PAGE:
REC Solar positions itself to grow the mid-sized commercial solar market. With creative financing strategies, the company hopes to overcome the challenges to developing projects in this market segment.
REC Solar is looking to do for mid-market commercial solar what it did for residential solar.
If that’s any indication, we should be prepared for big things. REC’s residential solar growth rate of 65% in 2013 outpaced that of the broader U.S. residential solar market, up 49% at the time — positioning the company well to sell off its residential arm to Sunrun early this year.
That allowed REC to focus on commercial solar. In addition to the traditional non-residential segments, the company has its sights set on an untapped sector in this market: mid-sized projects. At Intersolar North America last week, we spoke with Director of Solar Finance & Policy Ben Peters about strategies for expanding that market.
Challenges for mid-sized commercial solar projects
This is no easy nut to crack, and not one that many have wanted to tackle. Peters says, “Eighteen months ago, people looked at me like I was crazy. They said it was too expensive to finance mid-market projects.” But that didn’t keep REC from trying. He says the company has applied a lot of what they learned from the residential market to this effort.
What size of projects are we talking about? Most commercial installations range from 250 kW to 1 MW, though the company did recently start construction on a 12 MW project in Hawaii. However, in the “mid-market” segment, projects tend to range from 75 kW to 500 kW. REC focuses less on size than on distributed generation (DG), meaning the projects interconnect on a distribution feeder. That represents a huge market opportunity, says Peters, with projects ranging from 10 kW to 3 – 5 MW and up.
Many of the mid-market customers are churches, nonprofits, and small business such as dental practices. In the past, it was hard to finance smaller projects like these — to be worth the transaction costs, including legal and financing fees, a project needed to be at least 1 MW, says Peters. But that has changed.
Challenges still remain. The biggest for financing mid-sized commercial solar? Showing that the customers are credit-worthy. Businesses don’t have FICO scores, so investors aren’t always comfortable with them as credit risks.
Financing solutions for commercial solar
But REC has identified a number of financing mechanisms for these projects. If paying cash is not an option, innovative financing may be required. And REC is working on standardizing processes and documentation, so they can be replicated and some of the soft costs avoided.
This seems to be working. REC is up to over 200 MW projects, including 300 systems for which they’re providing O&M.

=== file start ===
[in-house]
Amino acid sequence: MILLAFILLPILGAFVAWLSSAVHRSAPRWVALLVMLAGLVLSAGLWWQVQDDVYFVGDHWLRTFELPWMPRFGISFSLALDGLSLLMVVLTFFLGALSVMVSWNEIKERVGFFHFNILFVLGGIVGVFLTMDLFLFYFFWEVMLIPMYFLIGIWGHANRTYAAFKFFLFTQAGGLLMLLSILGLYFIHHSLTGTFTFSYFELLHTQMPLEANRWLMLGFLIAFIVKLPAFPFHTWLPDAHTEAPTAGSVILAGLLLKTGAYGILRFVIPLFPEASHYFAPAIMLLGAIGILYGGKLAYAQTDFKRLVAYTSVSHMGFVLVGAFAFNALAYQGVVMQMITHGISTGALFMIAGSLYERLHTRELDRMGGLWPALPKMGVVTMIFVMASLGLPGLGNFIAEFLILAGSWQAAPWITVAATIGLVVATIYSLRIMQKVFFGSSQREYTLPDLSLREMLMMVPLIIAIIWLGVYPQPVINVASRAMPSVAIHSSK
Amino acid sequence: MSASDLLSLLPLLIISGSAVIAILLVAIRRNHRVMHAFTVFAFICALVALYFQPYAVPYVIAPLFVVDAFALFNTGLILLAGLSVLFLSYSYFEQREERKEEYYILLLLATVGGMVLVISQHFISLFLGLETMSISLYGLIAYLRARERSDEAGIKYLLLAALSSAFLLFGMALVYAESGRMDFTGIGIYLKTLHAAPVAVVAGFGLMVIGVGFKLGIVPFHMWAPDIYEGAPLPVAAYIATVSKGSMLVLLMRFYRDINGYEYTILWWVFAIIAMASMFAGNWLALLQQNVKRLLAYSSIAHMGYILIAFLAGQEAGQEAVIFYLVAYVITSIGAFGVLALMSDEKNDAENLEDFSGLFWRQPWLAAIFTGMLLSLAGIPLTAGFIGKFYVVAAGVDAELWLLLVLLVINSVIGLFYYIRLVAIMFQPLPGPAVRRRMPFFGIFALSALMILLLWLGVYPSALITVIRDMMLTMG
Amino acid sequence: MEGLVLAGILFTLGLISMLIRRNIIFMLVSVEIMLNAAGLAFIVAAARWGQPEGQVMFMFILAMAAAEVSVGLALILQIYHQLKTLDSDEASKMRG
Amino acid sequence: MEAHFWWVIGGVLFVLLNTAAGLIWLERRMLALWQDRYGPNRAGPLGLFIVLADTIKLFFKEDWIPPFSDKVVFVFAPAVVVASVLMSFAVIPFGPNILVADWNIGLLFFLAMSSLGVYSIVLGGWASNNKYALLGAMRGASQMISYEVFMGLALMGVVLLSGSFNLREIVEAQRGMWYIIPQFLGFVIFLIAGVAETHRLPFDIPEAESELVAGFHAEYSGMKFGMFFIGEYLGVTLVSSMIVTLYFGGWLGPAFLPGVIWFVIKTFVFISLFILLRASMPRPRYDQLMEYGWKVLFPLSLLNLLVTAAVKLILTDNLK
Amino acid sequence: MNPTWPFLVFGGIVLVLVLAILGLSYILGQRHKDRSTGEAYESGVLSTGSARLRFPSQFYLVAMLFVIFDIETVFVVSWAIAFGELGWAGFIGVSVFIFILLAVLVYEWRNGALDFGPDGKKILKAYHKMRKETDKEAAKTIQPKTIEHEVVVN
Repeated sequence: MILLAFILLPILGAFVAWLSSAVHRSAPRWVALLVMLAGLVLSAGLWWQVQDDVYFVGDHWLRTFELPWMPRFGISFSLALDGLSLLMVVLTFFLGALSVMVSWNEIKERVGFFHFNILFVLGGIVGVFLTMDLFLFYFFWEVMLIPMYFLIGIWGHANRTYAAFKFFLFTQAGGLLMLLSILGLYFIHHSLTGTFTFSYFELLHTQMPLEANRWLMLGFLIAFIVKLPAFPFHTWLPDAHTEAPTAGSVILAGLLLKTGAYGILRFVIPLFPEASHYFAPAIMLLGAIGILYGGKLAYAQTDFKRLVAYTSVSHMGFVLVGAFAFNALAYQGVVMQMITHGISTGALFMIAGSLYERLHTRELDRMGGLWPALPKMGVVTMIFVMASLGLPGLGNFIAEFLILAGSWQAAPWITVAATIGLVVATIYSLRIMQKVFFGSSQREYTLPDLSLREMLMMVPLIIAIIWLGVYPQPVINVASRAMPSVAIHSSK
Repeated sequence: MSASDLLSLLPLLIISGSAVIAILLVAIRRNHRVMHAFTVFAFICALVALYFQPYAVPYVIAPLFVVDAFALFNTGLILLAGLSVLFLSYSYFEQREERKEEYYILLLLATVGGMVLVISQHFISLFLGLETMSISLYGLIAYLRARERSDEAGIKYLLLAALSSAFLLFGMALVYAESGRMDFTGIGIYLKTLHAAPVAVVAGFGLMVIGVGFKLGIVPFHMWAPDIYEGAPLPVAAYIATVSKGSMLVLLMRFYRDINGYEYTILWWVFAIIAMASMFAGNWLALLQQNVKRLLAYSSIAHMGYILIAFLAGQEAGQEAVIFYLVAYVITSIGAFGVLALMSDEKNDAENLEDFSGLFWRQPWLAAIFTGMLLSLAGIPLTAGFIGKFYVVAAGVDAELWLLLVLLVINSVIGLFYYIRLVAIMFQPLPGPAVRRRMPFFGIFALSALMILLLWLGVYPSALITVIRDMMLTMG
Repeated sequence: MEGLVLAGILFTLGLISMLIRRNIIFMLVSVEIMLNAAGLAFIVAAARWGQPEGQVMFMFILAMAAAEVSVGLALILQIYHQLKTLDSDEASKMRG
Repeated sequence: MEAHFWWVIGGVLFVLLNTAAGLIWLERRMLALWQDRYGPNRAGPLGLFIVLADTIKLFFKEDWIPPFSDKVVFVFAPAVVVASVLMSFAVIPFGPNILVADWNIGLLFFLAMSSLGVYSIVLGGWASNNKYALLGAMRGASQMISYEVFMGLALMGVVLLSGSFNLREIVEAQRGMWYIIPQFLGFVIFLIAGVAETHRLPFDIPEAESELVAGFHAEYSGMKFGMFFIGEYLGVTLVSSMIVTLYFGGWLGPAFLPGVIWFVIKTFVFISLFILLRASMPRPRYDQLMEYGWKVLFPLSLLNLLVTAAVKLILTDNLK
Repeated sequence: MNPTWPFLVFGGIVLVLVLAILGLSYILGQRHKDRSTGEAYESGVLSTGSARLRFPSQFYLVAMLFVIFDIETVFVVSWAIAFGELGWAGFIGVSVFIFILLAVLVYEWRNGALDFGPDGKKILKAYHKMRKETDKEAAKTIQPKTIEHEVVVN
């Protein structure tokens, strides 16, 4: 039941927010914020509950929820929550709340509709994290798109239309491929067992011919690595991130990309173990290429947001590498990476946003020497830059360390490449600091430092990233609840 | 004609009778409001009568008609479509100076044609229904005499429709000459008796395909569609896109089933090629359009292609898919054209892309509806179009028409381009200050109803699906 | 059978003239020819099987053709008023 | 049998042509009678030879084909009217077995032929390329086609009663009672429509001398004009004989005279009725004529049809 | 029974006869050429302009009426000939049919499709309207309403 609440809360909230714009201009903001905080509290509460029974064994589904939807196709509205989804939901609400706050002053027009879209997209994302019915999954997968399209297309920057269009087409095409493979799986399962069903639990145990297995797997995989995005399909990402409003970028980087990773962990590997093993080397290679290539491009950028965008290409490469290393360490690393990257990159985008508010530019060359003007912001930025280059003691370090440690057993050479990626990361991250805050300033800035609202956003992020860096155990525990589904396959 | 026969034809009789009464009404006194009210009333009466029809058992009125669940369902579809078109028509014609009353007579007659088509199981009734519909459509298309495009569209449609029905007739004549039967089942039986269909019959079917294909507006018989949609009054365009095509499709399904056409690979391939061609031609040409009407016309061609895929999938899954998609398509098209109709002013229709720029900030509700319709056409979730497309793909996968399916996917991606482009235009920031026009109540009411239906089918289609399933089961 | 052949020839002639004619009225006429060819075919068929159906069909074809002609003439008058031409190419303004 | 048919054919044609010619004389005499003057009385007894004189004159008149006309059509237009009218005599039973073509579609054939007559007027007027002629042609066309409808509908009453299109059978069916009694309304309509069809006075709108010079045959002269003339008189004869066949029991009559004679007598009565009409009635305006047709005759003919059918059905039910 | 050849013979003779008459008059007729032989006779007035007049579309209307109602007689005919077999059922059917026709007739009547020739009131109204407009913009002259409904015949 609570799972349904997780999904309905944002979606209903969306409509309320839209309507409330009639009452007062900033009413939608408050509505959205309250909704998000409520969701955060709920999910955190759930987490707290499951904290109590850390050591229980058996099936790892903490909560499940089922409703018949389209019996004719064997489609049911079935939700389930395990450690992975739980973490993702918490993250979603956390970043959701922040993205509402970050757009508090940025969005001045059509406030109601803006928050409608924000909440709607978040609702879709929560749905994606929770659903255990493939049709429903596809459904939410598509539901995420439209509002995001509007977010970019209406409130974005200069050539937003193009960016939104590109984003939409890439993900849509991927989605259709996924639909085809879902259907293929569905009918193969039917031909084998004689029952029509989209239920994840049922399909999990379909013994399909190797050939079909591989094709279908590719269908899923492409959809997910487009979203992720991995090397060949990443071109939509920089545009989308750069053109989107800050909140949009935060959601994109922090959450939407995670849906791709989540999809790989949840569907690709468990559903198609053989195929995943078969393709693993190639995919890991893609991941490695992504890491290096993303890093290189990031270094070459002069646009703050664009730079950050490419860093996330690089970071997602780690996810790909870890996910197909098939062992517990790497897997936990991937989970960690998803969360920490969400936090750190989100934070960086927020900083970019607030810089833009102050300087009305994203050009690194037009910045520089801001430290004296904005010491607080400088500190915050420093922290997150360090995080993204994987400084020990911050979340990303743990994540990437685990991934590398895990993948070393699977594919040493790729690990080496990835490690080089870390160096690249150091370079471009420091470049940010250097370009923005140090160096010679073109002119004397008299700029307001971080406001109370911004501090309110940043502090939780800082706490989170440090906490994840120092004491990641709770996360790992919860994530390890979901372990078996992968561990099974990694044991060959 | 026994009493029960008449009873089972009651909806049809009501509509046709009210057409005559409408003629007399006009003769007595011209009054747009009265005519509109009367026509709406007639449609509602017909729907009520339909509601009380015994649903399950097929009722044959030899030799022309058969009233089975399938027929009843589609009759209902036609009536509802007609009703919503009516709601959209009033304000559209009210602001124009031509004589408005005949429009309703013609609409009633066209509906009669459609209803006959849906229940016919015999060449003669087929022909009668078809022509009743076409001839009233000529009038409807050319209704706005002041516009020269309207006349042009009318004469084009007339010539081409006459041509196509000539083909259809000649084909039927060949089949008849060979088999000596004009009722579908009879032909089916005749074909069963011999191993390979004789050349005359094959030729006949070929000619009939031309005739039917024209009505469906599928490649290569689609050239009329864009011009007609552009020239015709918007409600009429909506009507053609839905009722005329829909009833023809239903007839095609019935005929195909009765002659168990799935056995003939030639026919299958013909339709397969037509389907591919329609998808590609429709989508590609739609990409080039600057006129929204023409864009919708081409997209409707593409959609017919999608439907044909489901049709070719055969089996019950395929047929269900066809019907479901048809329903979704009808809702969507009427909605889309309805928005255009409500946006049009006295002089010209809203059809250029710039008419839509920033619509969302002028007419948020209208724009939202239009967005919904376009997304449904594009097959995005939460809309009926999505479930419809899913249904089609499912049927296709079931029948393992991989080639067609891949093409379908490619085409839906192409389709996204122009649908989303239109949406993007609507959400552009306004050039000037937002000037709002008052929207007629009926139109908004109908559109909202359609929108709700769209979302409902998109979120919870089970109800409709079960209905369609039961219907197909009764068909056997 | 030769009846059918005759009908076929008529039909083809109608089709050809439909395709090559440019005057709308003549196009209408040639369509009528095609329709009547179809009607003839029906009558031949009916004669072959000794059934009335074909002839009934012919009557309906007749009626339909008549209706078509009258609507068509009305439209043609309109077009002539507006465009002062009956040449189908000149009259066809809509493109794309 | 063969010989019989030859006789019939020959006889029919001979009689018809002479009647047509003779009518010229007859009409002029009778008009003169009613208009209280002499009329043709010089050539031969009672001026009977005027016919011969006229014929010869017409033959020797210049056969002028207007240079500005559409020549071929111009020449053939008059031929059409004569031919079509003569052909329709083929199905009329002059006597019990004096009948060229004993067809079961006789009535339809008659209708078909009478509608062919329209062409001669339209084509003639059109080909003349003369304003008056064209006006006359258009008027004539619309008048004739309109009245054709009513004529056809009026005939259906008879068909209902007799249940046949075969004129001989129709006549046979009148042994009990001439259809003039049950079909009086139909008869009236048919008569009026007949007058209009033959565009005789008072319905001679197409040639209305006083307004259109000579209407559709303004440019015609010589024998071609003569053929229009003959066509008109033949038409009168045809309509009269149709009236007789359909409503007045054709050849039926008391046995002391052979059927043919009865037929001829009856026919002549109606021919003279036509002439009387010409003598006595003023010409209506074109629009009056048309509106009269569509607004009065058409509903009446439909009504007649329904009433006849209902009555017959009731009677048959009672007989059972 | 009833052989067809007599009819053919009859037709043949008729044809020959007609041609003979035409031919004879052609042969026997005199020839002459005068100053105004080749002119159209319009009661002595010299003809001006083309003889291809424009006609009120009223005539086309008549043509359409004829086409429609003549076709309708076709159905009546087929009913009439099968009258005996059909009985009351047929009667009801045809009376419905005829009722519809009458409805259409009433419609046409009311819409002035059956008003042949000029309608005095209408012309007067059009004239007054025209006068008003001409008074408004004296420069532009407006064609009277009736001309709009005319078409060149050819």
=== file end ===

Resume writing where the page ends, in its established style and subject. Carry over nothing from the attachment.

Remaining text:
The company has already moved from asking “What can I do to help this customer go solar?” says Peters. Now he asks, “Which option do I offer them?”
Some of the options:
PACE: Commercial PACE can be a good option for some businesses. It hasn’t run into as many obstacles as its residential counterpart, and many banks are comfortable with this lending opportunity. REC has taken this a step further with organizations like churches, which don’t pay taxes. They don’t have to pay taxes, that is. “Churches can pay property taxes if they want,” says Peters. That lets them take advantage of PACE financing. “The secret sauce is getting them the value of the tax credit,” Peters adds.
Community solar: More of a policy than a finance option, community solar can alleviate the credit challenge for churches or small businesses. There isn’t as much concern over whether the customer will stop paying their bills or leave the building; the bill credits don’t disappear if a customer moves and can be transferred throughout a community. This model is very active in Minnesota.
Equipment leasing: While power purchase agreements (PPAs) have been key to solar adoption, a traditional PPA can be hard to implement for a commercial solar project smaller than 500 kW. Here, REC has come up with an ingenious solution: equipment leasing. There’s an entire equipment leasing industry, says Peters, that REC has tapped into. And banks have equipment leasing divisions that can be turned to for financing.
This model allows the vendor to monetize the tax credit and saves financing costs. For a traditional PPA, there are three players: the developer, the installer, and the finance conduit. The person in the middle is expensive. Equipment leasing removes that middle layer, allowing the customer to go directly to the bank for financing. The payment period is 7 – 10 years, shorter than with a traditional PPA, and the cost of capital is cheaper. At the of the term, the customer can return the equipment, or exercise their option to purchase the system and own a clean energy asset.
Equipment leasing for commercial solar projects has gotten up to speed in the past 12 months, with about five leasers in the space and another dozen wanting to get in. REC aims to grow the space for small commercial projects.
PPAs: PPAs still have a place. The equipment-leasing model works for about half of the mid-market segment — the dental offices and other businesses. Churches and nonprofits can’t participate for tax reasons, so they use PPA providers. That market too has been growing for REC; they now have several megawatts of PPAs in the works, up from none just six months ago.
Churches, which have their own crowd in the form of their congregation, can even use crowdfunding to finance a PPA. By investing in solar for a church, community members can create a pool of money for a PPA.